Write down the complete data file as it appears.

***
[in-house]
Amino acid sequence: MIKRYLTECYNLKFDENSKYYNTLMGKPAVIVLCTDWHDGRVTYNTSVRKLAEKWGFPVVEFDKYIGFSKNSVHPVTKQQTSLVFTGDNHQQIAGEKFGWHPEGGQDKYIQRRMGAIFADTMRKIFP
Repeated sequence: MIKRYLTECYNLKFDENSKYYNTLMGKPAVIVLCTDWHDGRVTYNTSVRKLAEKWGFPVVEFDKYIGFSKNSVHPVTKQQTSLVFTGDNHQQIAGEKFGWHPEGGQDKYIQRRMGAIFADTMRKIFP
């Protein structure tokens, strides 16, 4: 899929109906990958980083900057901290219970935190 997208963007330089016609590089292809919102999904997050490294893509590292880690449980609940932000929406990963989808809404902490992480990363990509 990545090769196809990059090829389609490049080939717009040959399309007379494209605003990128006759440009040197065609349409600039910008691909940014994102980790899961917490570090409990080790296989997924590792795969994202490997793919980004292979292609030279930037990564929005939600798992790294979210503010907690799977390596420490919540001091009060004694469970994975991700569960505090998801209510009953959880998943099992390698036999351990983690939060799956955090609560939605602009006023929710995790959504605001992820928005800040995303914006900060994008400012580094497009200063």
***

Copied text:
[in-house]
Amino acid sequence: MIKRYLTECYNLKFDENSKYYNTLMGKPAVIVLCTDWHDGRVTYNTSVRKLAEKWGFPVVEFDKYIGFSKNSVHPVTKQQTSLVFTGDNHQQIAGEKFGWHPEGGQDKYIQRRMGAIFADTMRKIFP
Repeated sequence: MIKRYLTECYNLKFDENSKYYNTLMGKPAVIVLCTDWHDGRVTYNTSVRKLAEKWGFPVVEFDKYIGFSKNSVHPVTKQQTSLVFTGDNHQQIAGEKFGWHPEGGQDKYIQRRMGAIFADTMRKIFP
């Protein structure tokens, strides 16, 4: 899929109906990958980083900057901290219970935190 997208963007330089016609590089292809919102999904997050490294893509590292880690449980609940932000929406990963989808809404902490992480990363990509 990545090769196809990059090829389609490049080939717009040959399309007379494209605003990128006759440009040197065609349409600039910008691909940014994102980790899961917490570090409990080790296989997924590792795969994202490997793919980004292979292609030279930037990564929005939600798992790294979210503010907690799977390596420490919540001091009060004694469970994975991700569960505090998801209510009953959880998943099992390698036999351990983690939060799956955090609560939605602009006023929710995790959504605001992820928005800040995303914006900060994008400012580094497009200063």